Let’s pretend for a minute that I was a painter instead of an author, and that this painting of swirls and leaves was my first book.
This is the painting I went into the world with. This is the painting I found an art dealer with. This is the painting I debuted with. This is the painting everyone knew me for.
I love this painting. The picture is bad (sorry, there’s no natural light in Washington right now). But… I love this painting. I love the colors. I love the way it pops on my wall. I love the blues, and the purples, and the vibrant sunset in the background.
And I want to paint more sunsets.
My literary agent loves this painting too. She loves the touches of bright colors, the intricacy of the leaves, the mix and melange of colors in the swirls.
She wants more swirls.
The TIME AND SHADOWS series is like this painting. It’s a mix of thriller and science fiction. It’s considered quirky because there’s a Hispanic female protagonist who tries not to use a gun, time travel, dogs, and mentions of religion and cloning. It isn’t hard SF and it isn’t Crime Thriller either. It’s a blend of two of my favorite things.
When it came time to write the next book, I struggled to pin down what I wanted. I finally settled on science fiction, and in particular spaceships. I love spaceships. I love cheesy action movies. I love heist movies. I love books like THE STAINLESS STEEL RAT and OFF ROCK, and I wanted to write a fun adventure with spaceships, heists, and wild characters doing zany things. I wanted something fun. I wanted the sunsets.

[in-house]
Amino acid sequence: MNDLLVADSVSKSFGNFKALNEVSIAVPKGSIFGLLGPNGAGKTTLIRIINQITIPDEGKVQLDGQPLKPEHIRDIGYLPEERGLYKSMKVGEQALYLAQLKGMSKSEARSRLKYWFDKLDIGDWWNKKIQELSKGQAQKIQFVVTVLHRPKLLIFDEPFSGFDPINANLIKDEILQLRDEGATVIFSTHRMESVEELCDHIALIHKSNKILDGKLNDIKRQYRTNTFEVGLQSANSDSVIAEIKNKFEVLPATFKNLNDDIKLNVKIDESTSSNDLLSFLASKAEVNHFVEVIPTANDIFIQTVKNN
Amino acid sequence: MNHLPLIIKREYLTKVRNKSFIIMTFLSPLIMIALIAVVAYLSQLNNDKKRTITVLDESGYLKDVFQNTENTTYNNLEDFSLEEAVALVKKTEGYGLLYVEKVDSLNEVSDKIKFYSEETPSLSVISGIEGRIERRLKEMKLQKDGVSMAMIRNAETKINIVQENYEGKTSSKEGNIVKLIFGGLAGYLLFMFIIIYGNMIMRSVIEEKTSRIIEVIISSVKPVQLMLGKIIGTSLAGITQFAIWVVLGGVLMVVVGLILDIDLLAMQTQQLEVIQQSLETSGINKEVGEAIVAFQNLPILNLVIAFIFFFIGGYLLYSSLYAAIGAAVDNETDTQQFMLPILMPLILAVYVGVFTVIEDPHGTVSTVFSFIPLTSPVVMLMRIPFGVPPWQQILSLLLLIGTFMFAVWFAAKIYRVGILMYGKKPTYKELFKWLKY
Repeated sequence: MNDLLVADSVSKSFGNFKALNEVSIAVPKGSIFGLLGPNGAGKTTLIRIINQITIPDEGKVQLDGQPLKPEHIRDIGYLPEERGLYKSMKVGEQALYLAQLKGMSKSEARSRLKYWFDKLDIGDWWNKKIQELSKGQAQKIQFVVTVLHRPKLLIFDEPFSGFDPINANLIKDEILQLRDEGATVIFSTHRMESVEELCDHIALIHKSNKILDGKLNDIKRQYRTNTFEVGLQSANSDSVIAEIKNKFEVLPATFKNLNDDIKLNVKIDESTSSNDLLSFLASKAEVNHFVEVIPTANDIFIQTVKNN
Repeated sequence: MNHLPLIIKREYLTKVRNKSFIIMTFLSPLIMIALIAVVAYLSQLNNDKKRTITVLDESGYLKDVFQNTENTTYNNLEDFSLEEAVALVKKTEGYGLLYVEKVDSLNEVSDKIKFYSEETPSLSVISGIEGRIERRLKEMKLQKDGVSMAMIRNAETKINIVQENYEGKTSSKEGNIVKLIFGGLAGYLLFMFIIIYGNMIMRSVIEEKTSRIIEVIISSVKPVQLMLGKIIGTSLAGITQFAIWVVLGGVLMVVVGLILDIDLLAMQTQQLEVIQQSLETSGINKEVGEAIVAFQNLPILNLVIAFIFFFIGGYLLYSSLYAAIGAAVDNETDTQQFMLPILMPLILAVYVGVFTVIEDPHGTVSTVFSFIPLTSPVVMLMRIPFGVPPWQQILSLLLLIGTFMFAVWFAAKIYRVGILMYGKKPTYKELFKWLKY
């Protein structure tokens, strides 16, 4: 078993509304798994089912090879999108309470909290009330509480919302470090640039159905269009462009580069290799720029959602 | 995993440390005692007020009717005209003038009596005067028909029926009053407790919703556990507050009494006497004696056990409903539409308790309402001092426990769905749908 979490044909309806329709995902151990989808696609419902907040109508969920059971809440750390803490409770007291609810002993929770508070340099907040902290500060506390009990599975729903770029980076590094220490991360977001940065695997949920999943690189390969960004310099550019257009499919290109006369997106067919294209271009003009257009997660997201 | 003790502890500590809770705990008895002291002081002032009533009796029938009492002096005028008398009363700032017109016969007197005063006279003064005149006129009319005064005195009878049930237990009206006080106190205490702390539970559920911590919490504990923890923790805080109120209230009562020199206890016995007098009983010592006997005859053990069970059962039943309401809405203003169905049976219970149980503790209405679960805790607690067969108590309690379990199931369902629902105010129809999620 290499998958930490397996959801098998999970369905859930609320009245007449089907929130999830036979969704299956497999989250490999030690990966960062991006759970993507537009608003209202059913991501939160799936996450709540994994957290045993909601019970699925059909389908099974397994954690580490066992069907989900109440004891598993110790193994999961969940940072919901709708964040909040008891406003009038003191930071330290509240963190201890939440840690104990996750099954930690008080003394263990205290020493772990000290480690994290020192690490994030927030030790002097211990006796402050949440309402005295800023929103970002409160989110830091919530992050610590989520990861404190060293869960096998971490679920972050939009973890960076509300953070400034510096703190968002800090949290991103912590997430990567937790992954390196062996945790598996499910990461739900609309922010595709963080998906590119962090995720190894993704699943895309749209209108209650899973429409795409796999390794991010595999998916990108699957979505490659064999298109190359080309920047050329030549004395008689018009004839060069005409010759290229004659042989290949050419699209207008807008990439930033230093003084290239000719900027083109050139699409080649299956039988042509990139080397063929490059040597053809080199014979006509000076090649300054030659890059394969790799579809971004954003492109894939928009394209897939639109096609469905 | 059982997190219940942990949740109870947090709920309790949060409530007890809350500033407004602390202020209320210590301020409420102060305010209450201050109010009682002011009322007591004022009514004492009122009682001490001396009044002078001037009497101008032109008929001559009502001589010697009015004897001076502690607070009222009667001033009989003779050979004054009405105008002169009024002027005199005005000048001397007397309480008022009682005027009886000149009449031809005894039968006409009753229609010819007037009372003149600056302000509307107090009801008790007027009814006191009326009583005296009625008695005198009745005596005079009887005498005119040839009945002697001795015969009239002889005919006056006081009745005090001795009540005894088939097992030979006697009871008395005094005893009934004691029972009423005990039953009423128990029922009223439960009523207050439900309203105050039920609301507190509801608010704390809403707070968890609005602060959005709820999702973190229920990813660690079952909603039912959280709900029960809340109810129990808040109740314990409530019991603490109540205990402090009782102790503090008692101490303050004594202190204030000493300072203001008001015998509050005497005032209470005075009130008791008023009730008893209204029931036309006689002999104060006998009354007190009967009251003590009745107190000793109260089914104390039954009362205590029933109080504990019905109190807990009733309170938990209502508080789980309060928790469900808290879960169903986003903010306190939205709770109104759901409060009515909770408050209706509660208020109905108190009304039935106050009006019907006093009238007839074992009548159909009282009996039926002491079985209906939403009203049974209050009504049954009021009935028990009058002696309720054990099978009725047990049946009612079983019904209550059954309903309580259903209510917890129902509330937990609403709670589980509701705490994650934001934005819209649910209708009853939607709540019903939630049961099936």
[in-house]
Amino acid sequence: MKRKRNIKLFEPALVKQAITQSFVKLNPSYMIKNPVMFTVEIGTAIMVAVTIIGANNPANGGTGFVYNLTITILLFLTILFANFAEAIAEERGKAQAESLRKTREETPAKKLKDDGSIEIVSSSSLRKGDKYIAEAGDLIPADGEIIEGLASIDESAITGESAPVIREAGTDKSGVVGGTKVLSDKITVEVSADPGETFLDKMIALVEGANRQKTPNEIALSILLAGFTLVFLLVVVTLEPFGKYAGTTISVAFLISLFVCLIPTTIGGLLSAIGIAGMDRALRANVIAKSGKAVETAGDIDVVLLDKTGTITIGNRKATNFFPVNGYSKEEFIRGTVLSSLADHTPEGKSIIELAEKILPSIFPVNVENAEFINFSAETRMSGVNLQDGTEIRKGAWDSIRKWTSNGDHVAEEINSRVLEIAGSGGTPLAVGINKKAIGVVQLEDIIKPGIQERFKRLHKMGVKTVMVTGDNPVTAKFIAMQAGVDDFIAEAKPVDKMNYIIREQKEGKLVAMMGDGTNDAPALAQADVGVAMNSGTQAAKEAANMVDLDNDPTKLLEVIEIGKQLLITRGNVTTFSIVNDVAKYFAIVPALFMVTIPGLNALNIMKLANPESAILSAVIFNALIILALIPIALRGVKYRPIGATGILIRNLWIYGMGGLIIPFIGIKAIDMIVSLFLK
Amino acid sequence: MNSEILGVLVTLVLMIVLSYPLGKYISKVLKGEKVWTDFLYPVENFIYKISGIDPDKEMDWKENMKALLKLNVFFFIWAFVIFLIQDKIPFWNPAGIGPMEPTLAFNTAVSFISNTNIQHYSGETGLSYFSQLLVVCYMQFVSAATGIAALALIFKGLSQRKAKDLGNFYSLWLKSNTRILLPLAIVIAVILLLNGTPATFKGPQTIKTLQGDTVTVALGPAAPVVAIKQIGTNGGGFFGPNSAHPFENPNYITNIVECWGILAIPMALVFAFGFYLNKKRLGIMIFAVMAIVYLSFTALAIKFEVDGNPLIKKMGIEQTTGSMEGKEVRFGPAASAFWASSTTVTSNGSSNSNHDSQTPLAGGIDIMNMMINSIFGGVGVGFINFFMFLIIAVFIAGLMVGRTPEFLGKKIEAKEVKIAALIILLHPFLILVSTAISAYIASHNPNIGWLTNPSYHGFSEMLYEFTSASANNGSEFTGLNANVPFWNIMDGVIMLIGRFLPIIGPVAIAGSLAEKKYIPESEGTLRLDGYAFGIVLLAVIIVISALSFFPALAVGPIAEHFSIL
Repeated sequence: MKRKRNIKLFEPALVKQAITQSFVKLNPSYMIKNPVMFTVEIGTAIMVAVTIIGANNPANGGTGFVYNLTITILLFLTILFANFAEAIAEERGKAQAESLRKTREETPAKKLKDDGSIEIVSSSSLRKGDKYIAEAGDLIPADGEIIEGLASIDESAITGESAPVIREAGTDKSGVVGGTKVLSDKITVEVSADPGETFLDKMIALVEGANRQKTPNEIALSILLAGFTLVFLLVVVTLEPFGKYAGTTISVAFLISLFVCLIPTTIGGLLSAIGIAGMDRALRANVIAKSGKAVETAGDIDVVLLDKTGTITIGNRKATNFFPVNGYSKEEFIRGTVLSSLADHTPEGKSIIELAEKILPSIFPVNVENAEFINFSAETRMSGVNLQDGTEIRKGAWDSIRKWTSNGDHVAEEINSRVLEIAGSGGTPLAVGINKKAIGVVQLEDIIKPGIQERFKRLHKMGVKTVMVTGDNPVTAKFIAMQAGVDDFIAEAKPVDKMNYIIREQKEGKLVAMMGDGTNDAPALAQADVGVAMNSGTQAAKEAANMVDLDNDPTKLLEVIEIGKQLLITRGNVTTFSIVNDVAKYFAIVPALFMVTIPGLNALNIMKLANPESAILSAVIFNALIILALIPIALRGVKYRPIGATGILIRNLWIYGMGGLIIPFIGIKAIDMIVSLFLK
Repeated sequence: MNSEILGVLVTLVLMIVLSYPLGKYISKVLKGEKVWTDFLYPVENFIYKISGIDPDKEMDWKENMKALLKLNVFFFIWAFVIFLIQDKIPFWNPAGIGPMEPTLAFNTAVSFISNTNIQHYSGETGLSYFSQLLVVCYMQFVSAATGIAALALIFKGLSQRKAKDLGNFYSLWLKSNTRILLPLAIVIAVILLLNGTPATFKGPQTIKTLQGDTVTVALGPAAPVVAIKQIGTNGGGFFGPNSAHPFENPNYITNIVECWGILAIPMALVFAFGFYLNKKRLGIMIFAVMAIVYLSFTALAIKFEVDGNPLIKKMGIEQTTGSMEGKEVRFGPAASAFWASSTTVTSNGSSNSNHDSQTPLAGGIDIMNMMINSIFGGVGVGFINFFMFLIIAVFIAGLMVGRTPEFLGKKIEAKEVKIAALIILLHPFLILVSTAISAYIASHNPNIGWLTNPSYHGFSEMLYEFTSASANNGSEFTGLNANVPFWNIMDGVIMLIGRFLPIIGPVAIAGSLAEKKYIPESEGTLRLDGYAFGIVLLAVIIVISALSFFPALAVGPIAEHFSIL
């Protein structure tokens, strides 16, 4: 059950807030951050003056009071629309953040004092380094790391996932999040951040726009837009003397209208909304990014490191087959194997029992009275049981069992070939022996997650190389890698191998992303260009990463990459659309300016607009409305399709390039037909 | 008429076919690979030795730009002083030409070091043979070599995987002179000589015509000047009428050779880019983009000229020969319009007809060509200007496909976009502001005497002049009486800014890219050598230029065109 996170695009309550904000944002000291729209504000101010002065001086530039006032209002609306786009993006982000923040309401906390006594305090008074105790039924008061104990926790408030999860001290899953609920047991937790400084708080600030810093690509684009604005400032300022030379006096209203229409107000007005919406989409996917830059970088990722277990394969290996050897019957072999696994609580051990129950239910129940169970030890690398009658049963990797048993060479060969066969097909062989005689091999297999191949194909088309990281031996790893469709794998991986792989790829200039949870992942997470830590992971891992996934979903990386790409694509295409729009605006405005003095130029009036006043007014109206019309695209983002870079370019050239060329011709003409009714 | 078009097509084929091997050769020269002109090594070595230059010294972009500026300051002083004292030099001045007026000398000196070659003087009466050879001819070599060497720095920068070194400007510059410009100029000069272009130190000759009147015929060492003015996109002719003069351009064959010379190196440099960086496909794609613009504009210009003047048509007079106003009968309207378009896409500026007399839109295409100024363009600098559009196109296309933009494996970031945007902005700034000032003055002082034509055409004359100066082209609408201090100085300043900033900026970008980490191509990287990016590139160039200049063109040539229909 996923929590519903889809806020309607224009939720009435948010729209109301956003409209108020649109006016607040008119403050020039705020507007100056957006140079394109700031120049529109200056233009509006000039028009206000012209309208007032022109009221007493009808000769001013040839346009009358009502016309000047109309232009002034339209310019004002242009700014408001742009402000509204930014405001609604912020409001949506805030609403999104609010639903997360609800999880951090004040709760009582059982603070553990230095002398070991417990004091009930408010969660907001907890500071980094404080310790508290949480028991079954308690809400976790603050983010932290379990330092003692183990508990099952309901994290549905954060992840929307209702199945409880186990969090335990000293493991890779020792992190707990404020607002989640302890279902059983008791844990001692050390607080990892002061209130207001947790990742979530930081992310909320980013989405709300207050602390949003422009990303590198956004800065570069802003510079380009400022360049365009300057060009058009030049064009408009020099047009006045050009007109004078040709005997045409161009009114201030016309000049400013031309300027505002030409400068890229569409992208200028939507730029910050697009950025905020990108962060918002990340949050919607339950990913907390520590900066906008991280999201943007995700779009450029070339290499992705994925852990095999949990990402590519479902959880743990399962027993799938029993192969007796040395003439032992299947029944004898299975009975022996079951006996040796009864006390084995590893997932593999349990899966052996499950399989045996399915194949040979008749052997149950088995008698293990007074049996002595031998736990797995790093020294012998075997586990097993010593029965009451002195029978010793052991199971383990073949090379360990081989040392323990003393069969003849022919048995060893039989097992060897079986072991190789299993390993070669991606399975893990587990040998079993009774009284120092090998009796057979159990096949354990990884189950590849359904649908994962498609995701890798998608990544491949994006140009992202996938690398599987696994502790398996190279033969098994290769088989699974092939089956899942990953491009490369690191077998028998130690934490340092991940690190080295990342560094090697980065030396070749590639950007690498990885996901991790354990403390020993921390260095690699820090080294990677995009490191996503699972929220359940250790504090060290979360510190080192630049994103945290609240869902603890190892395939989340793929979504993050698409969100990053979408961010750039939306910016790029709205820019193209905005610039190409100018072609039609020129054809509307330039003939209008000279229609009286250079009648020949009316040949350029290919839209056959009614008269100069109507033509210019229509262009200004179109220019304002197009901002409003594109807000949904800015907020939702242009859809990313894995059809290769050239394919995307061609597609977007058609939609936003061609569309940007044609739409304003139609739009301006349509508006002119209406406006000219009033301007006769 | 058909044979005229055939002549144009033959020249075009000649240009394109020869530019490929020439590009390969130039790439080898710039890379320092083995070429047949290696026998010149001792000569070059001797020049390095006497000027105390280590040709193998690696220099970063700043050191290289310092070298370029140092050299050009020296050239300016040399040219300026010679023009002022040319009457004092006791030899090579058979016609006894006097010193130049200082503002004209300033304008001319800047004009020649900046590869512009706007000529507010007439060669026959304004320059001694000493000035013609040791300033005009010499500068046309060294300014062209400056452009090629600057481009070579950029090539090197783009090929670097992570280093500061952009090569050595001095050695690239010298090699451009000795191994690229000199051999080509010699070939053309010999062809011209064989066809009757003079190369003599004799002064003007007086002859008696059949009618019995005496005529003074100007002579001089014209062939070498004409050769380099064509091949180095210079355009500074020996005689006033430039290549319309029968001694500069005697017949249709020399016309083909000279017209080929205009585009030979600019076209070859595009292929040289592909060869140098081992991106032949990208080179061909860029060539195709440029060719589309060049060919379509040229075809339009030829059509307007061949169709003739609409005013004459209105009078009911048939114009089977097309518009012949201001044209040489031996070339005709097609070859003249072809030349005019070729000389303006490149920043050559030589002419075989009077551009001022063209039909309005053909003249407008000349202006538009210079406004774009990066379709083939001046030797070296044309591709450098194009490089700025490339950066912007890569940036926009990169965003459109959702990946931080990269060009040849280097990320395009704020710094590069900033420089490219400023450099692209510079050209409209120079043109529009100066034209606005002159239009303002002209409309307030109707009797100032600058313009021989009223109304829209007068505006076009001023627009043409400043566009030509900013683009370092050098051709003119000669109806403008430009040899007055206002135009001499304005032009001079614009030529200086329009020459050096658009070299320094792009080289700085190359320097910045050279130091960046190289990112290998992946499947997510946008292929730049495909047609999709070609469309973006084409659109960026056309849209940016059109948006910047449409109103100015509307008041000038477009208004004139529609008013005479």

My agent really loves thrillers. She loved Sam’s intellect, her willingness to stick to things, her curiosity. She wanted more thrillers.
And so, at the end of 2016, my agent and I decided we weren’t moving in the same direction any more.
This is normal. Literary agents have their own career arcs, their own goals, and their own likes and dislikes that change over the years. Authors change over the years. We move between genres, change tones, change focus, quit writing and start again. It is never wrong to grow, change, and set new goals. In fact, it’s really healthy.
So my agent and I parted ways, still friends, and still wishing the best for each other. I still cheer on my former agency siblings. They still cheer me on.
I spent 2017 writing something new, exploring deep space with my band of quixotic rogues, and at the end of 2017 I sent off a query for the first time in four years.
Where does this story end?
I don’t know yet.
The book is out with agents. Some have queries waiting for them. Some have pages to read.
THE DAY BEFORE spent 18 months on query. The first query went out in 2013, a request for pages from a pitch contest. I sent the last query (an R&R to my future agent) in 2014. Signed with my agent in 2014. Sold three books in 2014. Sometimes publishing can move really, really fast. Sometimes it moves very, very slow.
While this book is out I’m working on another one, because that’s how you have a publishing career. You don’t pin all your hopes and dreams on one book. You write a book. You write another book. You keep writing books. Some of them sell, some of them get abandoned. Some of them sell and fade to obscurity. Some of them come out of nowhere to hit the lists. Some of them earn out their advance – and the time you put into them – some don’t. The point is, you don’t know until you write the book and throw it out into the world.
So make like Nora Roberts and keep writing. 🙂